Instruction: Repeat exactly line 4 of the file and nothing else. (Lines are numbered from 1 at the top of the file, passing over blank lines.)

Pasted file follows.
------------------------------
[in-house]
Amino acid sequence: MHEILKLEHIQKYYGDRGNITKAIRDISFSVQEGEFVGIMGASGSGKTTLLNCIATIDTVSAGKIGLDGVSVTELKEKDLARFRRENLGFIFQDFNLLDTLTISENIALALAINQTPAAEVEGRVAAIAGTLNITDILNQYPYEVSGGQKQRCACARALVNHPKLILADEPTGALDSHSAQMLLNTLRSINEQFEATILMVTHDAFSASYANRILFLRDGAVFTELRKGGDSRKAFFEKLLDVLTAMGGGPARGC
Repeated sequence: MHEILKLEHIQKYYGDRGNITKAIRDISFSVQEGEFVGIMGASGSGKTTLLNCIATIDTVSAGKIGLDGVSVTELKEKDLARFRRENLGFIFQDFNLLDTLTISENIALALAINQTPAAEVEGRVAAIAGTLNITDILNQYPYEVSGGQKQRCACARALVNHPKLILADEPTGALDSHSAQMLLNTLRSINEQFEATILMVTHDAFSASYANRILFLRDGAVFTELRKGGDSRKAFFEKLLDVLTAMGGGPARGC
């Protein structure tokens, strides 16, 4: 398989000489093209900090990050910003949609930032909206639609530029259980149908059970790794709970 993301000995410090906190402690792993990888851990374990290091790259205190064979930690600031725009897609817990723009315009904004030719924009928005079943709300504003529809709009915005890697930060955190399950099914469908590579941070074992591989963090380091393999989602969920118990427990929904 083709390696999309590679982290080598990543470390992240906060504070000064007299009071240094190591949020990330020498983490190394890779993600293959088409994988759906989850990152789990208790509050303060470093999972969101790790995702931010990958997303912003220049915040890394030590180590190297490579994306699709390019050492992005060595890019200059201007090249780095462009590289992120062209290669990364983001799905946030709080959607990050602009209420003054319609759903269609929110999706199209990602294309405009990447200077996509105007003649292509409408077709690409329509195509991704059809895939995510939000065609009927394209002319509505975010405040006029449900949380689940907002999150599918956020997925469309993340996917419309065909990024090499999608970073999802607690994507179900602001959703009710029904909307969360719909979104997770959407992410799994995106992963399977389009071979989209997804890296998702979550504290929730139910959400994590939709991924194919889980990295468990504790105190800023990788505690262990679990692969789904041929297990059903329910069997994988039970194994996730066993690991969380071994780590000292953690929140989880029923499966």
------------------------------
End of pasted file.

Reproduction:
């Protein structure tokens, strides 16, 4: 398989000489093209900090990050910003949609930032909206639609530029259980149908059970790794709970 993301000995410090906190402690792993990888851990374990290091790259205190064979930690600031725009897609817990723009315009904004030719924009928005079943709300504003529809709009915005890697930060955190399950099914469908590579941070074992591989963090380091393999989602969920118990427990929904 083709390696999309590679982290080598990543470390992240906060504070000064007299009071240094190591949020990330020498983490190394890779993600293959088409994988759906989850990152789990208790509050303060470093999972969101790790995702931010990958997303912003220049915040890394030590180590190297490579994306699709390019050492992005060595890019200059201007090249780095462009590289992120062209290669990364983001799905946030709080959607990050602009209420003054319609759903269609929110999706199209990602294309405009990447200077996509105007003649292509409408077709690409329509195509991704059809895939995510939000065609009927394209002319509505975010405040006029449900949380689940907002999150599918956020997925469309993340996917419309065909990024090499999608970073999802607690994507179900602001959703009710029904909307969360719909979104997770959407992410799994995106992963399977389009071979989209997804890296998702979550504290929730139910959400994590939709991924194919889980990295468990504790105190800023990788505690262990679990692969789904041929297990059903329910069997994988039970194994996730066993690991969380071994780590000292953690929140989880029923499966």